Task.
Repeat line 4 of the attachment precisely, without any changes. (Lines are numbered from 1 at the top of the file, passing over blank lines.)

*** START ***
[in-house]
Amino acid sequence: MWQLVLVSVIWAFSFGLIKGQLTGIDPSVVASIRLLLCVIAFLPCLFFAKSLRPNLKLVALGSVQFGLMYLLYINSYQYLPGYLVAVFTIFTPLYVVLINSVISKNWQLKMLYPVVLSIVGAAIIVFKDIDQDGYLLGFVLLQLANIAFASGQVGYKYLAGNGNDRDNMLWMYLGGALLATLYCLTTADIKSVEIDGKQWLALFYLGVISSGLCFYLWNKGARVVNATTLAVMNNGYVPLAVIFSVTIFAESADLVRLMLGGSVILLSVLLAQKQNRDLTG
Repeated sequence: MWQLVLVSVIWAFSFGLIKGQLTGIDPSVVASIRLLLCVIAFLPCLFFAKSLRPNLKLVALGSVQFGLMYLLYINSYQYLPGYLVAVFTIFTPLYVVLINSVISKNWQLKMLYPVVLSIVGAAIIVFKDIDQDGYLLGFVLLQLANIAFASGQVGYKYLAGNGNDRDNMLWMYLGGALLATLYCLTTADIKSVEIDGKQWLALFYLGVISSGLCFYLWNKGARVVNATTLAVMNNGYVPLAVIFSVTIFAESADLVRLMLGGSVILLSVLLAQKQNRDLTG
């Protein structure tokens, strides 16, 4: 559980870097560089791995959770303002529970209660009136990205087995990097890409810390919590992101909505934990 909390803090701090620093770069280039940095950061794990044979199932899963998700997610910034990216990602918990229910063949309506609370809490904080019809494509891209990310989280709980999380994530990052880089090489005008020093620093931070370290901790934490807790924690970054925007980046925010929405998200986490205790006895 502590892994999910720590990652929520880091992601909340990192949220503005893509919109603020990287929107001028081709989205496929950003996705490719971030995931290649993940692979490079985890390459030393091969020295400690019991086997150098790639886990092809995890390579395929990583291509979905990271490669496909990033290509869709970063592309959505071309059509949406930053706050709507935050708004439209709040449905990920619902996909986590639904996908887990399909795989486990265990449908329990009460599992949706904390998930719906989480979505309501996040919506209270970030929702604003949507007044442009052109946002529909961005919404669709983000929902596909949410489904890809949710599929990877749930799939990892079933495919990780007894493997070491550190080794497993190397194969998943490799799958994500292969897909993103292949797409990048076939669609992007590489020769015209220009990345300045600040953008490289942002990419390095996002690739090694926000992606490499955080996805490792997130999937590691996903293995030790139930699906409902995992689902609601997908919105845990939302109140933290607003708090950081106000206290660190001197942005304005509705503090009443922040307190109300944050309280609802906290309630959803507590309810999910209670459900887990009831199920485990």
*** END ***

């Protein structure tokens, strides 16, 4: 559980870097560089791995959770303002529970209660009136990205087995990097890409810390919590992101909505934990 909390803090701090620093770069280039940095950061794990044979199932899963998700997610910034990216990602918990229910063949309506609370809490904080019809494509891209990310989280709980999380994530990052880089090489005008020093620093931070370290901790934490807790924690970054925007980046925010929405998200986490205790006895 502590892994999910720590990652929520880091992601909340990192949220503005893509919109603020990287929107001028081709989205496929950003996705490719971030995931290649993940692979490079985890390459030393091969020295400690019991086997150098790639886990092809995890390579395929990583291509979905990271490669496909990033290509869709970063592309959505071309059509949406930053706050709507935050708004439209709040449905990920619902996909986590639904996908887990399909795989486990265990449908329990009460599992949706904390998930719906989480979505309501996040919506209270970030929702604003949507007044442009052109946002529909961005919404669709983000929902596909949410489904890809949710599929990877749930799939990892079933495919990780007894493997070491550190080794497993190397194969998943490799799958994500292969897909993103292949797409990048076939669609992007590489020769015209220009990345300045600040953008490289942002990419390095996002690739090694926000992606490499955080996805490792997130999937590691996903293995030790139930699906409902995992689902609601997908919105845990939302109140933290607003708090950081106000206290660190001197942005304005509705503090009443922040307190109300944050309280609802906290309630959803507590309810999910209670459900887990009831199920485990």